Mid-engine cars are a different story. They're not balanced, but a bit rear heavy, and there isn't much you can do about it. But mid-engine cars have a responsiveness in their steering that just isn't possible with a heavy engine between the front wheels. Whether you're talking about a Lamborghini or a rusted out AW11 MR2, the handling of a mid-engine car is truly something special. And you won't find any mid-engine car sending its power to only the front wheels (AWD, sure, I'll give you that).
The same goes for rear engine cars, like Porsches and Beetles. I haven't yet had the pleasure of driving one of these myself, so all I can come up with is that Porsche has done so much engineering, black magic, and blood sacrifices over the many years they've been putting the 911's engine in the wrong place to actually make it work without causing an Orlove.
RWD now has electronic aids.
More than anything, I think this is why RWD has become so common and available since almost dying in the 1980s and 90s. We've all seen the "Canadian Police Chase" video. In case you haven't, here it is.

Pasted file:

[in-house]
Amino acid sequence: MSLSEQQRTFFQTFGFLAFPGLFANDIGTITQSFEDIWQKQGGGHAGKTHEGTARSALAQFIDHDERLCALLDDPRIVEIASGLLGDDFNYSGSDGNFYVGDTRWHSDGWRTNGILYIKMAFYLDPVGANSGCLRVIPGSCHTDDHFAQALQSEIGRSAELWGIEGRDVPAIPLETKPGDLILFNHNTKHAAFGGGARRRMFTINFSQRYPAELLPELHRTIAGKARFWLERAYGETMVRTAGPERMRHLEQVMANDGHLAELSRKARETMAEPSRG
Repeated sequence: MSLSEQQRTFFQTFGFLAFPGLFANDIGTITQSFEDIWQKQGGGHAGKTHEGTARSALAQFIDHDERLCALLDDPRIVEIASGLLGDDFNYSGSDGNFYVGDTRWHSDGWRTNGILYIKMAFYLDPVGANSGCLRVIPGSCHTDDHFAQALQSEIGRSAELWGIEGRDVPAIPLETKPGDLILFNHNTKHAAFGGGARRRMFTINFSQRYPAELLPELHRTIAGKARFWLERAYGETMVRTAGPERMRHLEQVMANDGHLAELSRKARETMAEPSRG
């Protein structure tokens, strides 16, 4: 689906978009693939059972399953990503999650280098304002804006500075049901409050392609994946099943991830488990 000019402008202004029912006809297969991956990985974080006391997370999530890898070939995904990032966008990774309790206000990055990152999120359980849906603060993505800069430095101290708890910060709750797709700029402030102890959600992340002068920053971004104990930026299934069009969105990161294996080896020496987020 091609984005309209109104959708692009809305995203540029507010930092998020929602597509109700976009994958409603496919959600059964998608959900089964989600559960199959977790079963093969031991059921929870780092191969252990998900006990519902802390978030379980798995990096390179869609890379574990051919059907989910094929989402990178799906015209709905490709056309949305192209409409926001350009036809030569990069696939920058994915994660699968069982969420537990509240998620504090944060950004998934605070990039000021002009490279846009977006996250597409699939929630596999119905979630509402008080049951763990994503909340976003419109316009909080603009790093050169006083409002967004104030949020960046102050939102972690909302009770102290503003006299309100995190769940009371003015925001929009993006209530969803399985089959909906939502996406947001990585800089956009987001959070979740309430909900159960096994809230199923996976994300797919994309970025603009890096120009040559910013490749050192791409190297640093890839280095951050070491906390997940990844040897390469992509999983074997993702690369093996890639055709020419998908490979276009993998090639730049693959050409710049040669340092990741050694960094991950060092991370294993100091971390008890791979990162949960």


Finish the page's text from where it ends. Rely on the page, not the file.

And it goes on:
This is the image most people have of the big classic American RWD cruisers, as opposed to FWD or AWD cars that easily go through snow. My own P71 with a posi and snow tires was actually one of the best winter beaters I ever had, but that doesn't change the general perception of them.
But with the advent of antilock brakes, other applications like traction control and stability control soon followed. Today, in any modern car, all four wheels are constantly monitored. If the speed of one differs from another, or if the car starts pointing in a direction other than straight ahead, brakes are automatically applied, individually to each wheel, to correct the situation faster than the human brain can react. Often this happens so quickly that the first indication the driver has of a problem is a flicker from the traction control light that isn't fully processed until the problem is already solved. With these systems fully operational, the typical RWD issues of wheelspin and oversteer are eliminated.
Suddenly, RWD has been tamed for the average driver. Manufacturers like Cadillac started introducing RWD back into their cars, making them look more like their German competition (who, ironically, started introducing AWD into more and more of their models). RWD has gone mainstream again, now that the average untrained driver is no longer concerned about getting stuck or spinning off the road.
This is great for enthusiasts who appreciate the joys of RWD. Suddenly there is a lot more selection of cars with our preferred drivetrain. Of course, sometimes the only way to disable the electronic nannies is to yank ABS fuses, but most performance oriented cars still allow you to shut them off from the driver's seat for some good old fashioned fun.
That's why I think everyone loves RWD now.
(Photo credits: Richard Nye, Allison Feldhusen)